Edward, D. B. 1836. The history of Texas; or, the immigrants, farmers, and politicians guide to the character, climate, soil and production of that country. Geographically arranged from personal observation and experience. J. A. James and Co., Cincinnati, OH.
Everitt, J. H. and M. A. Alaniz. 1980. Fall and winter diets of feral pigs in south Texas. Journal of Range Management, 33:126-129.
Everitt, J. H. and D. L. Drawe. 1993. Trees, shrubs and cacti of South Texas. Texas Tech University Press, Lubbock, TX.
Everitt, J. H., D. L. Drawe, and R. I. Lonard. 1999. Field guide to the broad-leaved herbaceous plants of South Texas used by livestock and wildlife. Texas Tech University Press, Lubbock, TX.
Foster, J. H. 1917. Pre-settlement fire frequency regions of the United States: A first approximation. Tall Timbers Fire Ecology Conference Proceedings, 20.
Foster, W. C. 2010. Spanish Expeditions into Texas 1689-1768. University of Texas Press, Austin, TX.
Frost, C. C. 1995. Presettlement fire regimes in southeastern marshes, peatlands, and swamps. Tall Timbers Fire Ecology Conference Proceedings, 19:39-60.
Frost, C. C. 1998. Presettlement fire frequency regimes of the United States: A first approximation. Fire in ecosystem management: Shifting the paradigm from suppression to prescription. Tall Timbers Fire Ecology Conference Proceedings, 20:70-81.
Fulbright, T. E. and S. L. Beasom. 1987. Long-term effects of mechanical treatment on white-tailed deer browse. Wildlife Society Bulletin, 15:560-564.
Fulbright, T. E., D. D. Diamond, J. Rappole, and J. Norwine. 1990. The Coastal Sand Plain of Southern Texas. Rangelands, 12:337-340.
Fulbright, T. E., J. A. Ortega-Santos, A. Lozano-Cavazos, and L. E. Ramirez-Yanez. 2006. Establishing vegetation on migrating inland sand dunes in Texas. Rangeland Ecology and Management, 59:549-556.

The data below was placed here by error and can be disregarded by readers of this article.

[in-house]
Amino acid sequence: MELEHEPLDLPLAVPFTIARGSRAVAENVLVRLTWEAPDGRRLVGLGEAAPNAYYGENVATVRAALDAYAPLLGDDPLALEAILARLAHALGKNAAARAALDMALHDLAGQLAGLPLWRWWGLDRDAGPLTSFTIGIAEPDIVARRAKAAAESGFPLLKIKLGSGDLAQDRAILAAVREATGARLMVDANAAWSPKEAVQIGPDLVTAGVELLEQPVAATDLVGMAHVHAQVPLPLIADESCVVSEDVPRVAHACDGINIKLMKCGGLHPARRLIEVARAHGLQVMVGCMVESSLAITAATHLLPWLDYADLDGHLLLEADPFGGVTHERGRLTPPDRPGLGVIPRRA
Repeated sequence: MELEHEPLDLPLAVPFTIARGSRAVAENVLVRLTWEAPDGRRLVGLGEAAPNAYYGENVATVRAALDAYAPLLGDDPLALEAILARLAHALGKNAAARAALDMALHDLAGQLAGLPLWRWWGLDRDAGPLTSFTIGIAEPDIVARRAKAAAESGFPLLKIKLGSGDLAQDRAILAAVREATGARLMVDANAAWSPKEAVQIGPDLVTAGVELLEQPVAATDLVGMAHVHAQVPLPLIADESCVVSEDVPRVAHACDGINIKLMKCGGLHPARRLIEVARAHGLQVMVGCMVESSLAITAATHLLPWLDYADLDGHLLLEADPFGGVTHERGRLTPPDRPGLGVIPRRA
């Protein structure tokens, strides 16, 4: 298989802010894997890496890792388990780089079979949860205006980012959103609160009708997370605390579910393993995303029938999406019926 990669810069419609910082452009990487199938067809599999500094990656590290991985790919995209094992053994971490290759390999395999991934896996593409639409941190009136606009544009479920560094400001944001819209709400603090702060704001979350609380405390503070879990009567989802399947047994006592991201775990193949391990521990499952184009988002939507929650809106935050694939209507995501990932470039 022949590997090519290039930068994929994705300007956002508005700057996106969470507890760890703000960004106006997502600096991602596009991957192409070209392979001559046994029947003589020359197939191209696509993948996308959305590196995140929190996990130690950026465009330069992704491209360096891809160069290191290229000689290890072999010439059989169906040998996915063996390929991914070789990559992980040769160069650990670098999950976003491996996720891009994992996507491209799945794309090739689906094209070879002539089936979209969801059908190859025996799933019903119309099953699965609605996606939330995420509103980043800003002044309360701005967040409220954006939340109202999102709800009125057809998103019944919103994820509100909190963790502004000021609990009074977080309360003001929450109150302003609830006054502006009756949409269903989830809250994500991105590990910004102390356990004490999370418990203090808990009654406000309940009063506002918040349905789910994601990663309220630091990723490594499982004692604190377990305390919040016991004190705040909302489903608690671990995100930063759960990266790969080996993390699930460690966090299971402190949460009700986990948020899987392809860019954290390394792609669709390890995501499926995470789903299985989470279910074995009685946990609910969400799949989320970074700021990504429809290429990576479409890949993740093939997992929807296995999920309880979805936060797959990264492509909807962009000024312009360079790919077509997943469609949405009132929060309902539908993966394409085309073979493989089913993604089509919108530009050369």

Gould, F. W. 1975. The Grasses of Texas. Texas A&M University Press, College Station, TX.
Grace, J. B., T. M. Anderson, M. D. Smith, E. Seabloom, S. J. Andelman, G. Meche, E. Weiher, L. K. Allain, H. Jutila, M. Sankaran, J. Knops, M. Ritchie, and M. R. Willig. 2007. Does species diversity limit productivity in natural grassland communities? Ecology Letters, 10(8):680-689.
Grace, J. B., L. K. Allain, H. Q. Baldwin, A. G. Billock, W. R. Eddleman, A. M. Given, C. W. Jeske, and R. Moss. 2005. Effects of prescribed fire in the coastal prairies of Texas. USGS Open File Report, 2005-1287.
Grace, J. B., L. Allain, C. Allen. 2000. Factors associated with plant species richness in a coastal tall-grass prairie. Journal of Vegetation Science, 11:443-452.
Graham, D. 2003. Kings of Texas: The 150-year saga of an American ranching empire. John Wiley & Sons, New York, NY.
Hamilton, W. and D. Ueckert. 2005. Rangeland woody plant control: Past, present, and future. Brush management: Past, present, and future, 3-16.